The Oxford Handbook of Experimental Semantics and Pragmatics (Oxford Handbooks) (Hardcover)
This handbook is the first to explore the growing field of experimental semantics and pragmatics. In the past 20 years, experimental data has become a major source of evidence for building theories of language meaning and use, encompassing a wide range of topics and methods. Following an introduction from the editors, the chapters in this volume offer an up-to-date account of research in the field spanning 31 different topics, including scalar implicatures, presuppositions, counterfactuals, quantification, metaphor, prosody, and politeness, as well as exploring how and why a particular experimental method is suitable for addressing a given theoretical debate. The volume's forward-looking approach also seeks to actively identify questions and methods that could be fruitfully combined in future experimental research. Written in a clear and accessible style, this handbook will appeal to students and scholars from advanced undergraduate level upwards in a range of fields, including semantics and pragmatics, philosophy of language, psycholinguistics, computational linguistics, cognitive science, and neuroscience.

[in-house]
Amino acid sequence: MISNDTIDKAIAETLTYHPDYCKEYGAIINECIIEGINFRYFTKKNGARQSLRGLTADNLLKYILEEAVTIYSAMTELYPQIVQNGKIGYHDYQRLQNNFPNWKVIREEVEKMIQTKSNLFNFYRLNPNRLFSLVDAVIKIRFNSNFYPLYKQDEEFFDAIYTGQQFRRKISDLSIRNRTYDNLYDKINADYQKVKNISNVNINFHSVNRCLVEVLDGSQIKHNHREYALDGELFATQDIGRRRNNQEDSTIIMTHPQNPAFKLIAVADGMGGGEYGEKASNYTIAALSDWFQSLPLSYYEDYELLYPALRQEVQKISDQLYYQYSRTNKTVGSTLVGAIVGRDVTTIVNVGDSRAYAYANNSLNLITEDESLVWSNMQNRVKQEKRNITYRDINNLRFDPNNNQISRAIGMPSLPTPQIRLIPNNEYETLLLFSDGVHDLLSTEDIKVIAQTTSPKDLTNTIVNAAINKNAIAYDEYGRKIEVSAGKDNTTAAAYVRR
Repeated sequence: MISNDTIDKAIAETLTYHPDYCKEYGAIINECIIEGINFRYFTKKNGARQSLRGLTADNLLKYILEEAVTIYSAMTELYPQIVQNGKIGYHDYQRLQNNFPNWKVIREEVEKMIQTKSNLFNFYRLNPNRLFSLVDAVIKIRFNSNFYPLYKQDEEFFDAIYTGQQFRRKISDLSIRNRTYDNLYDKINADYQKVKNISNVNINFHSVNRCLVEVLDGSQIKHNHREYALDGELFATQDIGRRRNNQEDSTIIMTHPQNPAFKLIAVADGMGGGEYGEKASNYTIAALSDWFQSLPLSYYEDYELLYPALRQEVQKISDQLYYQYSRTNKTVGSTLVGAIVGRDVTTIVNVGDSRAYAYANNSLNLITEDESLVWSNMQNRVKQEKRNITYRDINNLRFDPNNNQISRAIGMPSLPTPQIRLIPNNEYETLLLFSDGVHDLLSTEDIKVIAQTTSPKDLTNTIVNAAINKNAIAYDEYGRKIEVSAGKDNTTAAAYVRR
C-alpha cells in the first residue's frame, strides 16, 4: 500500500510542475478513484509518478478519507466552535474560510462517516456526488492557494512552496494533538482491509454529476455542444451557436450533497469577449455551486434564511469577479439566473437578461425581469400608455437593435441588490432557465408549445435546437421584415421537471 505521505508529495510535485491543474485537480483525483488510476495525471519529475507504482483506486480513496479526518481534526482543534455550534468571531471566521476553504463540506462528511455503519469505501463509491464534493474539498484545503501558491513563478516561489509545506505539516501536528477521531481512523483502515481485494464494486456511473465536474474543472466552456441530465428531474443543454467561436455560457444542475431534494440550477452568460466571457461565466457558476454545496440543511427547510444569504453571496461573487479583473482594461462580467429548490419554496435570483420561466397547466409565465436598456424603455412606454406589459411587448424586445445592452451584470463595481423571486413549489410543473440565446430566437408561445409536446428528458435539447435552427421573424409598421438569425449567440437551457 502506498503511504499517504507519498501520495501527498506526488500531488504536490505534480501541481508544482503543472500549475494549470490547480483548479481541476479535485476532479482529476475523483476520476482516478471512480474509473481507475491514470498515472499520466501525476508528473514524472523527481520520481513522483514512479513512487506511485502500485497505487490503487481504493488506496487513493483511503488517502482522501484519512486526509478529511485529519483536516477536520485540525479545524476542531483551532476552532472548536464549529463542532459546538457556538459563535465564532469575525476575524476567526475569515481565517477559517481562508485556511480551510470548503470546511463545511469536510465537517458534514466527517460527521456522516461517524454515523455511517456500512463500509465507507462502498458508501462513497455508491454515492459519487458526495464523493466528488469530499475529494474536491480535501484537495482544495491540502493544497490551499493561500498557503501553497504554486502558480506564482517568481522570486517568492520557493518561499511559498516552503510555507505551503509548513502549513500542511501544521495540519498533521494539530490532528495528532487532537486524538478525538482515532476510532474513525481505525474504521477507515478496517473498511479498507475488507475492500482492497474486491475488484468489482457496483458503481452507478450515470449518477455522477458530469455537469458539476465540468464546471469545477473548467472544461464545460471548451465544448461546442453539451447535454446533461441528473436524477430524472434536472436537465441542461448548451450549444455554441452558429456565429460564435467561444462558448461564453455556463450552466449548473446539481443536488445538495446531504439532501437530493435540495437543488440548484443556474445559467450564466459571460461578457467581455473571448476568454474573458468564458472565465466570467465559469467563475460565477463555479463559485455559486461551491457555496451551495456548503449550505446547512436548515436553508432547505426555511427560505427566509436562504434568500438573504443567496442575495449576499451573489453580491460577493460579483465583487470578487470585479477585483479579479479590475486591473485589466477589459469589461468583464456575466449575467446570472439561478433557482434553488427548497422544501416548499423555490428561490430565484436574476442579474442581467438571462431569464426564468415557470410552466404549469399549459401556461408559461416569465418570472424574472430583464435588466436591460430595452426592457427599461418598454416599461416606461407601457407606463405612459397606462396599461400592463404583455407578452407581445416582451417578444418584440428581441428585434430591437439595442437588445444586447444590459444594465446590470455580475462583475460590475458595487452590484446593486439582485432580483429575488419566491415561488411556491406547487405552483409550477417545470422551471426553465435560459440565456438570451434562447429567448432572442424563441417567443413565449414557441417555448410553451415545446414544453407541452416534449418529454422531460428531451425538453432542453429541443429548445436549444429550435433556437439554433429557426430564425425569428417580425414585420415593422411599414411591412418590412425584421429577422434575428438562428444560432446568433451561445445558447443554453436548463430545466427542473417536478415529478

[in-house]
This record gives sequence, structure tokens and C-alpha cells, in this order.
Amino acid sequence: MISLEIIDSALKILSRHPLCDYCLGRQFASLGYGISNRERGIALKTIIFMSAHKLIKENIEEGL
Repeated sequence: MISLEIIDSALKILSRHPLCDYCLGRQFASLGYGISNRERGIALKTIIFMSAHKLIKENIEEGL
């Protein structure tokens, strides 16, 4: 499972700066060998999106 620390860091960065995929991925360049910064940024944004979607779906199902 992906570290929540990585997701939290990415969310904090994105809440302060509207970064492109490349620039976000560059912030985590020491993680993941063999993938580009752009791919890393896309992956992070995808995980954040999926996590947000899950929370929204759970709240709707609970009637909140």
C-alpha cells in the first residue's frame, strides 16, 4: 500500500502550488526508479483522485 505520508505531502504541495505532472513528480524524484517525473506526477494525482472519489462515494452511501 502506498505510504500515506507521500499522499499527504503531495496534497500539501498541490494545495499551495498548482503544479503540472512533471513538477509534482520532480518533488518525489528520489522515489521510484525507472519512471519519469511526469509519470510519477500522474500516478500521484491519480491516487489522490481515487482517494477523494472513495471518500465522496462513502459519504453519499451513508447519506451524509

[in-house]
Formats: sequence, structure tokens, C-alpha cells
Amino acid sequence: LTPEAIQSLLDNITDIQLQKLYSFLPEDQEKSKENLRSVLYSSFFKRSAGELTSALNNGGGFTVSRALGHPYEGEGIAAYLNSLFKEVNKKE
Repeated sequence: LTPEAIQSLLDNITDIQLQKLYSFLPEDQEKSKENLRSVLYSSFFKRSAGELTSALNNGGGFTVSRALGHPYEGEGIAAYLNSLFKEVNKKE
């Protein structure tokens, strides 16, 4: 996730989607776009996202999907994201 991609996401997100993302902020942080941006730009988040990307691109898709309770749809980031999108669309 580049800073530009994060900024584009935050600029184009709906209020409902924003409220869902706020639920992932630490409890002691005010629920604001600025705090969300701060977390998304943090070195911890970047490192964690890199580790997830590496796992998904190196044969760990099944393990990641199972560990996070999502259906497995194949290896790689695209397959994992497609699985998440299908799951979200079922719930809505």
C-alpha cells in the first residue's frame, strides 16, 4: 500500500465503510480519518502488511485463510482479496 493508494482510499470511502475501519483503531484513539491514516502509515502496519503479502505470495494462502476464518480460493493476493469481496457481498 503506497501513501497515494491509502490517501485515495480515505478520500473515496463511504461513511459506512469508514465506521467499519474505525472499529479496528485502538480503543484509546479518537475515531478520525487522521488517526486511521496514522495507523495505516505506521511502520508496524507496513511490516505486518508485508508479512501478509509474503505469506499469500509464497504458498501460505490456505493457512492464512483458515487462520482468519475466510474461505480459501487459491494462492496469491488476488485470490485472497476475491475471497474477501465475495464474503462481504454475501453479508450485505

Chris Cummins is a Lecturer at the University of Edinburgh. He previously worked at Bielefeld University, having received his PhD from the University of Cambridge. His research interests include the pragmatic interpretation of quantity expressions, and how this bears upon reasoning and decision-making; he has also published on the topics of presupposition, speech acts and metaphor. He is the author of Constraints on Numerical Expressions (OUP 2015). Napoleon Katsos is a Reader in Experimental Pragmatics at the University of Cambridge. He was among the first generation of PhD researchers to be trained in experimental pragmatics and took part in related networks, such as Euro-XPrag, XPrag-UK, and XPrag-De. He is interested in how we learn, process, and use the meaning of words and sentences, with emphasis on quantification and implicature. He draws relevant evidence from linguistic theory and experimental psychology, including sentence processing and typical or atypical language acquisition by monolingual or bilingual children.